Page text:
Allegra Petti, PhD
Assistant Professor of Medicine
Allegra Petti is an Assistant Professor in the Department of Medicine, Division of Oncology, and the McDonnell Genome Institute at Washington University School of Medicine. Her research focuses on gene regulation during the development and evolution of cancer. She develops analytical approaches for the integration and interpretation of multidimensional genomic data, with an emphasis on single-cell RNA-sequencing (scRNA-seq) data.
Dr. Petti’s current research is aimed at deciphering the relationships among genetic, transcriptional, and microenvironmental heterogeneity in AML and solid tumors. Virtually all tumors are genetically heterogeneous, containing subclonal populations of cells that are defined by distinct mutations. Subclones can have unique phenotypes that influence tumor evolution and disease progression, but these phenotypes are difficult to characterize, because it is often impossible to purify individual subclones. Using scRNA-seq, it is possible to assay gene expression in every cell in every subclone without physically purifying the subclones. By combining this data with whole genome sequence data obtained from paired tumor/normal samples, single-cell expression signatures can be directly linked to subclonal mutations. Dr. Petti is extending this approach to understand the biological basis of relapse in AML, and to build multidimensional portraits of solid tumors aimed at understanding the relationships among transcriptional heterogeneity, genetic heterogeneity, neoantigens, infiltrating immune cells, and clonotypic diversity of T-cell receptors.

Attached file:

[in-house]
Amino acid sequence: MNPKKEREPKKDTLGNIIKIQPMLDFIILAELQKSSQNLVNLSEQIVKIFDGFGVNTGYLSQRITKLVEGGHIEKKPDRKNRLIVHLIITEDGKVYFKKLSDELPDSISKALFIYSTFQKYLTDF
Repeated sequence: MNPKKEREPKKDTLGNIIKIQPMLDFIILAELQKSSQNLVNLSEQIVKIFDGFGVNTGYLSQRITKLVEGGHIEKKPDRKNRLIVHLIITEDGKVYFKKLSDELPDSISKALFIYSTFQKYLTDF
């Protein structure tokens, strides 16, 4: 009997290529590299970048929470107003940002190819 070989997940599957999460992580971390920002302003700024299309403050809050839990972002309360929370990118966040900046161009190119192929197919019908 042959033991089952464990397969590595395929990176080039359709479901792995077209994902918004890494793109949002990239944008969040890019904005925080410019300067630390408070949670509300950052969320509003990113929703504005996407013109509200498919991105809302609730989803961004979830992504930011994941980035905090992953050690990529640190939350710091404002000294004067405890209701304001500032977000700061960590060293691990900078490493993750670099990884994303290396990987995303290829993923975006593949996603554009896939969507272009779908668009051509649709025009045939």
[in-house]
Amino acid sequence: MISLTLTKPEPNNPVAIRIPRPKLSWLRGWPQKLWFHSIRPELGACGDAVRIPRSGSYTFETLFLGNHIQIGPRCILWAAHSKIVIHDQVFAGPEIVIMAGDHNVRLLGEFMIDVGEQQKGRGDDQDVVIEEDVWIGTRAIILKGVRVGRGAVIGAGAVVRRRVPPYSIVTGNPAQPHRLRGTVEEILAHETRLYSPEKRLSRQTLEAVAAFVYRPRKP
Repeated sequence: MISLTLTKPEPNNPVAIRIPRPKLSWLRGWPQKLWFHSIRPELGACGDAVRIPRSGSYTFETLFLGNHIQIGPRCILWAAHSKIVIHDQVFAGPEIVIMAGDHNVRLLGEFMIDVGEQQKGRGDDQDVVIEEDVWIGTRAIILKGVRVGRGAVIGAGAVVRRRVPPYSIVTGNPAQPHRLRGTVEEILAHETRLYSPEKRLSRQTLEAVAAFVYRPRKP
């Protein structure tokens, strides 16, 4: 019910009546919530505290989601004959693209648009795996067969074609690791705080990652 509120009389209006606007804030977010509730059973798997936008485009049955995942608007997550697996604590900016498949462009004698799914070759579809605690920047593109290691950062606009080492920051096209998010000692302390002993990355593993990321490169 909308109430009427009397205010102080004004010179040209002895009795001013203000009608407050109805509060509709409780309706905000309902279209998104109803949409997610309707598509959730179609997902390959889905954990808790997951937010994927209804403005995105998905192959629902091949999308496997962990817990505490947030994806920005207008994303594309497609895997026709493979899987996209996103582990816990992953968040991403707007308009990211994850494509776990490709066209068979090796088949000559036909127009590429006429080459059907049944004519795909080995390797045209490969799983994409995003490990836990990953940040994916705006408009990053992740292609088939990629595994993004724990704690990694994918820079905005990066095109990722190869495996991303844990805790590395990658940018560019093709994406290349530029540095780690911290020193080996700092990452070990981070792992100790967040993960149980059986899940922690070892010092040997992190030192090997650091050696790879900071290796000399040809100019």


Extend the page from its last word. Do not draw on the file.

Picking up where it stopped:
Before coming to Washington University, Dr. Petti was a post-doctoral fellow with Prof. David Botstein at Princeton University. She earned a PhD from Harvard Medical School in the lab of Prof. George Church, and received a BA in Biology from Rice University.